I argree about Microsoft. But why Haliburton? The oil is mostly controlled by OPEC, isn't it?
The film is really good, but in my opinion there are several strange scenes in this film.
First of all, why did the young girl come to father Anatoliy? If she was a communist and at[h]eist, she had no sense to ask for blessing of abortion. If she was an Orthodox girl, she had to know that abortion is strictly prohibited and there was still no sence [sense] to ask for blessing.
You are asking for consistency where there is none. A lot of people have the idea that religion is magic, and commit the sin of presumption "God will forgive me." My priest has been approached by those who, having divorced their spouse to pursue an affair, wanted to have that affair blessed by marriage. "I'm a priest, not a witch doctor. A wave of my hand isn't going to make this right," has been his reply. Also in America, there's the saying "there's no atheists in fox holes": funny how people in desparate situations find they're quite able to jump the leap of faith. And she came to the right place.
Note anther point: he emphasizes to her what it means to have a life of repenting for having taken a life.
I think you can hardly realize the meaning of [the] advice [OR "the meaning of the advice to] "sell everything and go to France" in [ the : OMIT] Soviet time [can just say "in the Soviet Union]. If that poor woman miraculously goes to France after monthes and years of problems with [the] KGB, she most probably would never get a chance to get back to Russia. I think such a heroic deed could be ordered only to very [a] spiritual[ly] strong man, who is ready to recieve such [an] order. Was this woman that sort of men [man]? I'm not sure.
Evidently the point, especially when he says "if father Anatoly says you can go, you will be able to go" the film is saying she was, despite her doubts. Again, the point was the husband was dying, and she obviously was feeling something. She had to go now for the reconcilliation that God had joined. Let no man pull asunder.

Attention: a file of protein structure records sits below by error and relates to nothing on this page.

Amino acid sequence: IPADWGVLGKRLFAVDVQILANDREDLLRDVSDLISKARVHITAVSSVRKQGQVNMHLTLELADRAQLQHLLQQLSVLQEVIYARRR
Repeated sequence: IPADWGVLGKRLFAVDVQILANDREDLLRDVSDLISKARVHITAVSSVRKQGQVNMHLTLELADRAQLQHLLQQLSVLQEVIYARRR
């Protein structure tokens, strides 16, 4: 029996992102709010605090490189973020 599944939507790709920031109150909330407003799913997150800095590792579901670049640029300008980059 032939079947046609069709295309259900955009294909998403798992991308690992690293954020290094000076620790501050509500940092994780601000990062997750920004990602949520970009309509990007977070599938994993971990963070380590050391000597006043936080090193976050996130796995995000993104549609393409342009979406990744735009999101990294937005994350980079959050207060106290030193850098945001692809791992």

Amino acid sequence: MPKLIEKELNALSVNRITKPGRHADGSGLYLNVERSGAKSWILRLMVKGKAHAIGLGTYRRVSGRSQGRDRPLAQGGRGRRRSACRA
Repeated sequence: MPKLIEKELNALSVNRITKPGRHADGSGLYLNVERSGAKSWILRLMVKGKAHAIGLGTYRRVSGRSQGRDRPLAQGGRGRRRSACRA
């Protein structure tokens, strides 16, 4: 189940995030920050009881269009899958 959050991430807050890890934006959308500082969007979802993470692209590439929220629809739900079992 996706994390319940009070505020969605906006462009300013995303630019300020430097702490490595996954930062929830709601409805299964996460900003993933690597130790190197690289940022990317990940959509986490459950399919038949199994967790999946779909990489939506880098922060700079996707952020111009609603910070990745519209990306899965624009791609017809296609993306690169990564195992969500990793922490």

Note another point: God had revealed to him that the husband was alive, but not that the captain he shot was also alive.
BTW, I can't get the cross out line out of the text. I don't intend it to be there.
As well as woman with a disabled boy. She really would be fired for one day['s] absence. It meant very big [OR serious] problems.
The issue was that Father Anatoly had healed his body, but that was of no use if he didn't have his soul as well. What does it profit if a man gain the whole world and loses his soul? As we say in Egypt "he prays until it is answered." How often we forget God as soon as He gives us what we want.
Note anther point: Father Anatoly was not killed, as the captain had thought, but saved, and used that to spend his life in repentence (note also, he never becomes a monk, saying when the Abbot tries to tonsure him "I only sought refuge from the law for my crime," although if I remember corectly, he knows by then that he didn't kill the captain). Also note, how he reassures the captain that he won't be penalized by the party for his Faith.